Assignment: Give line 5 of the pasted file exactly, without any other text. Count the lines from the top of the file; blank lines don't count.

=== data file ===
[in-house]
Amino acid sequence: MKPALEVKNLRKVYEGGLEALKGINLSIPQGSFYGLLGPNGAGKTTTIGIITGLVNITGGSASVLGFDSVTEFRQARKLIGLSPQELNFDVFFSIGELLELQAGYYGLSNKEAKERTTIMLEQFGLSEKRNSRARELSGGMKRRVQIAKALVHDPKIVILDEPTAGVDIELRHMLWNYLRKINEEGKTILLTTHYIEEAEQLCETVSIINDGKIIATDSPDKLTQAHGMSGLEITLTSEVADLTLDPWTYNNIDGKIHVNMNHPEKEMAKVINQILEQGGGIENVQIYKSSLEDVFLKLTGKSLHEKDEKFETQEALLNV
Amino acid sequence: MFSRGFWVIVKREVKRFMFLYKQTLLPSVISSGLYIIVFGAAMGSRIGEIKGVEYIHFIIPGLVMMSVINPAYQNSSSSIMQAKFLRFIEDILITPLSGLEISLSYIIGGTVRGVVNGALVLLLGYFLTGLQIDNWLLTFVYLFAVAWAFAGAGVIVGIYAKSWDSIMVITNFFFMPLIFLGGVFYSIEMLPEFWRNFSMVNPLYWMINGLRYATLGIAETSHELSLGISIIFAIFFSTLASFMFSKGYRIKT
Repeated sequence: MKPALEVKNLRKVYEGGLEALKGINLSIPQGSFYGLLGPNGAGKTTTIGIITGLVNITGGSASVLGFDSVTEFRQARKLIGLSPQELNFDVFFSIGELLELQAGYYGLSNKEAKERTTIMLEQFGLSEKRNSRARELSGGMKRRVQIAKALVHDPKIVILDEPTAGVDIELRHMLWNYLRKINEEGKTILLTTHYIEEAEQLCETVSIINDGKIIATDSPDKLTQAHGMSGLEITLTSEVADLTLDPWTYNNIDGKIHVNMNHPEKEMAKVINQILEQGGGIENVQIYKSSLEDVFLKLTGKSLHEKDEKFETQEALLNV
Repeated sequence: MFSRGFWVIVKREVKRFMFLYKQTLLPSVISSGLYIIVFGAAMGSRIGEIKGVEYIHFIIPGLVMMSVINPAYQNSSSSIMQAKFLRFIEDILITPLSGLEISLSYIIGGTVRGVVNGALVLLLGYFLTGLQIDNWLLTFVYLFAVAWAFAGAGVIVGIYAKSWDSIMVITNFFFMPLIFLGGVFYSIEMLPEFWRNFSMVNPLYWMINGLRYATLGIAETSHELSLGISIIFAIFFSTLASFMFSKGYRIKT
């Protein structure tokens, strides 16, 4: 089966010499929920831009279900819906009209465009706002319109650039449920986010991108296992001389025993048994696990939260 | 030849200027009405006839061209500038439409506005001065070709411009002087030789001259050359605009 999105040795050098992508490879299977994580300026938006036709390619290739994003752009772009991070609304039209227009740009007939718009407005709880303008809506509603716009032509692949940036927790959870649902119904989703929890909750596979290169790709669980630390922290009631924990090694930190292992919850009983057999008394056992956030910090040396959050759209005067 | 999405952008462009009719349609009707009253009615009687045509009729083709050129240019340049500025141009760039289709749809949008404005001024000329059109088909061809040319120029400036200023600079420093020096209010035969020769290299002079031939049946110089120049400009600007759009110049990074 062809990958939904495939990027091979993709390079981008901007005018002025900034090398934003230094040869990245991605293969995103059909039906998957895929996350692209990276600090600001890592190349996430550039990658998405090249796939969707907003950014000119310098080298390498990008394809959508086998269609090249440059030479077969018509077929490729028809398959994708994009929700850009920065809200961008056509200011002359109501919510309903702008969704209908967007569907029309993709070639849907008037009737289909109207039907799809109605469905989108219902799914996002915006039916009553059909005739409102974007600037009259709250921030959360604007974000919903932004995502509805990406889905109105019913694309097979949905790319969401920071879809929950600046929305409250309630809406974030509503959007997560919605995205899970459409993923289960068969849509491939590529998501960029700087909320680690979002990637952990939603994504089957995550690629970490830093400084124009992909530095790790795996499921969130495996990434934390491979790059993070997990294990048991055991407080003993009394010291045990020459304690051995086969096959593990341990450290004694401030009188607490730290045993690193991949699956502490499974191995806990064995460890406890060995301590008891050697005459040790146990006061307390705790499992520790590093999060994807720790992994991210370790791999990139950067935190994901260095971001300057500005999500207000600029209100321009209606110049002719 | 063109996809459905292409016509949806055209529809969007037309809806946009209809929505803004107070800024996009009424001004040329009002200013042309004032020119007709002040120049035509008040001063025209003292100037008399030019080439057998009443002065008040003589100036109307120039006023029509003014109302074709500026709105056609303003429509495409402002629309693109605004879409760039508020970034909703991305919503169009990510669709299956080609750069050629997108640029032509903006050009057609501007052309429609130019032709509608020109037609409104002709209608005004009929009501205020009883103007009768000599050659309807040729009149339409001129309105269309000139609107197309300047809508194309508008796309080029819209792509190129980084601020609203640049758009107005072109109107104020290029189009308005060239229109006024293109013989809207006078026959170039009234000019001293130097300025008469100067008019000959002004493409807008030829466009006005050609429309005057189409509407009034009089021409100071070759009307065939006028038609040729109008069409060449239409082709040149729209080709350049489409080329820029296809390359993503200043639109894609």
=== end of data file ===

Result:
Repeated sequence: MFSRGFWVIVKREVKRFMFLYKQTLLPSVISSGLYIIVFGAAMGSRIGEIKGVEYIHFIIPGLVMMSVINPAYQNSSSSIMQAKFLRFIEDILITPLSGLEISLSYIIGGTVRGVVNGALVLLLGYFLTGLQIDNWLLTFVYLFAVAWAFAGAGVIVGIYAKSWDSIMVITNFFFMPLIFLGGVFYSIEMLPEFWRNFSMVNPLYWMINGLRYATLGIAETSHELSLGISIIFAIFFSTLASFMFSKGYRIKT